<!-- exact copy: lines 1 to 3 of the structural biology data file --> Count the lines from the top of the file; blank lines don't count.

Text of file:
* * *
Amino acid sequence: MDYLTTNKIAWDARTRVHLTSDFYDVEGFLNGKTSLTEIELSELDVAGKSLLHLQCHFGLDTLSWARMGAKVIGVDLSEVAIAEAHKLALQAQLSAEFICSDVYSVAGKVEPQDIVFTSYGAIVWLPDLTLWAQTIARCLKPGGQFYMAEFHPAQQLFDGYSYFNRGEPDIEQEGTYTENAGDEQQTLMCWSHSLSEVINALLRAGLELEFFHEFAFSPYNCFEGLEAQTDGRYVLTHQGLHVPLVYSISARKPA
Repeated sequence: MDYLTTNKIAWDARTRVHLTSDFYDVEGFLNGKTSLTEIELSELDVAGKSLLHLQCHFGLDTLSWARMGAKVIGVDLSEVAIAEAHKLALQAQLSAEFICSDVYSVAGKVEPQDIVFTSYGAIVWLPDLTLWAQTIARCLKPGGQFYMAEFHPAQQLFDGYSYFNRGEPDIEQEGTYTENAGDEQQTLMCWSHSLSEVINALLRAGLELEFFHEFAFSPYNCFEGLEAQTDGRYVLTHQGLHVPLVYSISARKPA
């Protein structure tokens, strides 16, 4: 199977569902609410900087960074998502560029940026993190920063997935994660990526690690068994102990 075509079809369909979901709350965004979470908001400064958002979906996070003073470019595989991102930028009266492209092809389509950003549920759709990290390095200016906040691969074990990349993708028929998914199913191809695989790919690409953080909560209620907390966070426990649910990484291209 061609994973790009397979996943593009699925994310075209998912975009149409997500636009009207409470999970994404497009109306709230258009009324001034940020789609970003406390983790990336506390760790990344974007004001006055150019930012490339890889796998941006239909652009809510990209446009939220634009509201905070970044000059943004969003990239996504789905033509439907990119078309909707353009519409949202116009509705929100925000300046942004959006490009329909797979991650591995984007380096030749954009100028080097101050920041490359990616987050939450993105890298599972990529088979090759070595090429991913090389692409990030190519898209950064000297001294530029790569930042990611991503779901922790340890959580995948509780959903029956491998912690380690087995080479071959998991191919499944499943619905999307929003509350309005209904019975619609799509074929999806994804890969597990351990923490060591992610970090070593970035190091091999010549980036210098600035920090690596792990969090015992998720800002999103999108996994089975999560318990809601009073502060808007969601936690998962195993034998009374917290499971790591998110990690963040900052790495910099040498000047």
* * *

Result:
Amino acid sequence: MDYLTTNKIAWDARTRVHLTSDFYDVEGFLNGKTSLTEIELSELDVAGKSLLHLQCHFGLDTLSWARMGAKVIGVDLSEVAIAEAHKLALQAQLSAEFICSDVYSVAGKVEPQDIVFTSYGAIVWLPDLTLWAQTIARCLKPGGQFYMAEFHPAQQLFDGYSYFNRGEPDIEQEGTYTENAGDEQQTLMCWSHSLSEVINALLRAGLELEFFHEFAFSPYNCFEGLEAQTDGRYVLTHQGLHVPLVYSISARKPA
Repeated sequence: MDYLTTNKIAWDARTRVHLTSDFYDVEGFLNGKTSLTEIELSELDVAGKSLLHLQCHFGLDTLSWARMGAKVIGVDLSEVAIAEAHKLALQAQLSAEFICSDVYSVAGKVEPQDIVFTSYGAIVWLPDLTLWAQTIARCLKPGGQFYMAEFHPAQQLFDGYSYFNRGEPDIEQEGTYTENAGDEQQTLMCWSHSLSEVINALLRAGLELEFFHEFAFSPYNCFEGLEAQTDGRYVLTHQGLHVPLVYSISARKPA
């Protein structure tokens, strides 16, 4: 199977569902609410900087960074998502560029940026993190920063997935994660990526690690068994102990 075509079809369909979901709350965004979470908001400064958002979906996070003073470019595989991102930028009266492209092809389509950003549920759709990290390095200016906040691969074990990349993708028929998914199913191809695989790919690409953080909560209620907390966070426990649910990484291209 061609994973790009397979996943593009699925994310075209998912975009149409997500636009009207409470999970994404497009109306709230258009009324001034940020789609970003406390983790990336506390760790990344974007004001006055150019930012490339890889796998941006239909652009809510990209446009939220634009509201905070970044000059943004969003990239996504789905033509439907990119078309909707353009519409949202116009509705929100925000300046942004959006490009329909797979991650591995984007380096030749954009100028080097101050920041490359990616987050939450993105890298599972990529088979090759070595090429991913090389692409990030190519898209950064000297001294530029790569930042990611991503779901922790340890959580995948509780959903029956491998912690380690087995080479071959998991191919499944499943619905999307929003509350309005209904019975619609799509074929999806994804890969597990351990923490060591992610970090070593970035190091091999010549980036210098600035920090690596792990969090015992998720800002999103999108996994089975999560318990809601009073502060808007969601936690998962195993034998009374917290499971790591998110990690963040900052790495910099040498000047």